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World Press Freedom Day: Media stakeholders demand constitution amendment

Stakeholders in the media industry have called for the amendment of constitution to give more room for the efficient and effective practice of journalism in…

Stakeholders in the media industry have called for the amendment of constitution to give more room for the efficient and effective practice of journalism in Nigeria.

Key stakeholders in the media industry made this known during a symposium to commemorate the World Press Freedom Day, organised by the International Press Institute (IPI), Nigeria and held in Abuja yesterday. The event was titled, “Journalism under digital siege.”

Among the media veterans that lent their voices to the need for legislation on the operation of journalists in Nigeria was a former director-general of the Nigerian Television Authority (NTA), Prof Tonnie O. Iredia, who said the constitution gave journalists assignments without providing how to get the job done.  

“There is no legal provision that enables the media to do its job. I have heard some journalists mistakenly say that section 22 of the Nigerian constitution empowers the media. That is wrong as the section is an assignment and not an empowerment.  

“It states that you shall do this, but do you see anywhere it states this is what you shall use to do it? No. When the time came for giving the power to do it, they generalised the power and said freedom of speech, not freedom of the press, unlike what is obtainable in Ghana, Malawi, US and other countries,” he said.

He, however, urged journalists to look inwards in addressing the challenges of the profession.

Prof Iredia, who lectures at the Nasarawa State University, Keffi and was the guest speaker at the symposium, presented a paper titled, “What journalists and the media need to do to keep safe, retain credibility and be sustainable.”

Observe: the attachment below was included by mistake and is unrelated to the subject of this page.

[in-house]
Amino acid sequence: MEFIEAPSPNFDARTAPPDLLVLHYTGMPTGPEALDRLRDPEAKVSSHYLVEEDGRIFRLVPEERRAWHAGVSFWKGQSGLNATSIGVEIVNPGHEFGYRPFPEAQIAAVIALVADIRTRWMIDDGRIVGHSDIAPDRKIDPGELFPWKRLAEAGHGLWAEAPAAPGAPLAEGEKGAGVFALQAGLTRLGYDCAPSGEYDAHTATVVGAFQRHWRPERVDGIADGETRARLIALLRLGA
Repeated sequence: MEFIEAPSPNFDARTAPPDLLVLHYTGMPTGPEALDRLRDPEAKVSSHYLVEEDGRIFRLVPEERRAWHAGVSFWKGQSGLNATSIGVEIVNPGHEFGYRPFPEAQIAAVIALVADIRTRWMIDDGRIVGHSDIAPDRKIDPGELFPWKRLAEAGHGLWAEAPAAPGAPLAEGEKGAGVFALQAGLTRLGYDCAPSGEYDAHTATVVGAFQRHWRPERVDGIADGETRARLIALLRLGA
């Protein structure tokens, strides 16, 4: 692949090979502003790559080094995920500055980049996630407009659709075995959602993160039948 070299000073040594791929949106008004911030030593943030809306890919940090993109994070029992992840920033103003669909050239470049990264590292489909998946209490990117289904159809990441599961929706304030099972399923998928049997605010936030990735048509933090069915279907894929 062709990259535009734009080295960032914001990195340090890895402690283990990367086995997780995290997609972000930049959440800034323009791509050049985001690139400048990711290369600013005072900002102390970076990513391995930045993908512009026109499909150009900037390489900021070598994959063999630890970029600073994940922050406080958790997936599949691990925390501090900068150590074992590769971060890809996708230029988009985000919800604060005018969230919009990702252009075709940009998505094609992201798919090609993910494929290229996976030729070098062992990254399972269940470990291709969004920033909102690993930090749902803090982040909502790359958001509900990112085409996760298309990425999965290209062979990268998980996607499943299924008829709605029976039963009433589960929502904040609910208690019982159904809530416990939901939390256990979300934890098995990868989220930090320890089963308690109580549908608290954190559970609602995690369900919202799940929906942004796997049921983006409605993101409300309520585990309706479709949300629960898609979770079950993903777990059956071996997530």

He listed some of the issues, which he termed “contributory negligence” to include sycophancy, divided loyalty, timidity, self-censorship, laziness and bogus professional status.

In his welcome remark, the IPI Nigeria president, Musikilu Mojeed, said the title of the event was apt because the institute’s stand resists any measure or action that threatens credible and independent journalism.

He urged journalists to reflect on the numerous challenges confronting the profession, including unethical practices by some journalists, which he said affected journalists’ credibility and endangered practitioners.

The Senior Special Adviser on Public Affairs and Strategy to the President, Muhammed Sani Zorro, called for a constitutional amendment and efficient regulation in the media industry.

The president of the Nigeria Union of Women Journalists (NAWOJ), Ladi Bala, urged the Nigeria Union of Journalists (NUJ) to ensure that the profession has constitutional backing so that journalists could occupy their place in the society.

Among the dignitaries at the event were the public relations officer of the Nigeria Police Force, CSP Olumuyiwa Adejobi, Minister of Information and Culture, Alhaji Lai Mohammed, represented by a director in the ministry, Mrs Kenechukwu Offie, the president Nigeria Union of Journalists, Chris Isiguzo and the director-general, Voice of Nigeria, Osita Okechukwu.

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